NEW WASHINGTONIAN? –
March 24, 2021 – I have little doubt that the White House has seen its share of people with alcoholism up and down the chain of command; maybe a few even darkened the door of a meeting or two. But until now, the most famous recovering person in the White House was a character on “The West Wing.” In the real world, until now, no one in that upper echelon had introduced themselves to the public the way Walsh did at the 2016 Democratic National Convention: “My name is Marty Walsh, and I’m an alcoholic.”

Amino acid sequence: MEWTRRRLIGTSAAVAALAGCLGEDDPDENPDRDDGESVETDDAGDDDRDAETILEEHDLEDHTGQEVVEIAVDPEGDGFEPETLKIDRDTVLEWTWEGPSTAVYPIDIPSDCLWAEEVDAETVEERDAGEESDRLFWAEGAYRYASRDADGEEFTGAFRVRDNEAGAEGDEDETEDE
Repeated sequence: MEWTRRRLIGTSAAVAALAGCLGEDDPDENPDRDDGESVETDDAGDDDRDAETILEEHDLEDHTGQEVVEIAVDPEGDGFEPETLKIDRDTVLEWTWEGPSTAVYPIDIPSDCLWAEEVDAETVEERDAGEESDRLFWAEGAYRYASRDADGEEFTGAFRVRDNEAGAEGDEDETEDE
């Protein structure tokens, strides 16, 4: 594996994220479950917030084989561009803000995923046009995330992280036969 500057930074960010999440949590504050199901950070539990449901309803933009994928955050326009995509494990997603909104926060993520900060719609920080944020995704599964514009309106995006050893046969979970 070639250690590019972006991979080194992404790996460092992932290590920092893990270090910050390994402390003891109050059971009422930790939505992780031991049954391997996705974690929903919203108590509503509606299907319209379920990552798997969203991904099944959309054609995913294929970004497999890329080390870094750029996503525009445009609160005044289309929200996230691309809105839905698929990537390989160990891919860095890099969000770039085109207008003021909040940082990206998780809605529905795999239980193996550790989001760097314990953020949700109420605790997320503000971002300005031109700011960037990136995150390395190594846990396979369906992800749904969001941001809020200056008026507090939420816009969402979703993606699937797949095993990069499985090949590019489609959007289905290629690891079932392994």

While our culture has crept toward erasing much of the stigma around addiction, President Biden only has to look as far as headlines about his son Hunter for a reminder that the public can still be wildly judgmental and cruel about those of us forced to contend with the disease — which is chronic as well as fatal — on a national stage. When someone is lost to the disease of addiction — and there are so many ways you get lost — the thing you too often hear is, “What a waste.” When we get sober, we get to share our gifts, and we want to share them; but if we are public about our story, we’re limited by the expectations others have of someone who admits to living one day at a time. When I think of the people who have hesitated to enter politics or limited their ambitions because they know they can’t promise to be sober forever … what a waste.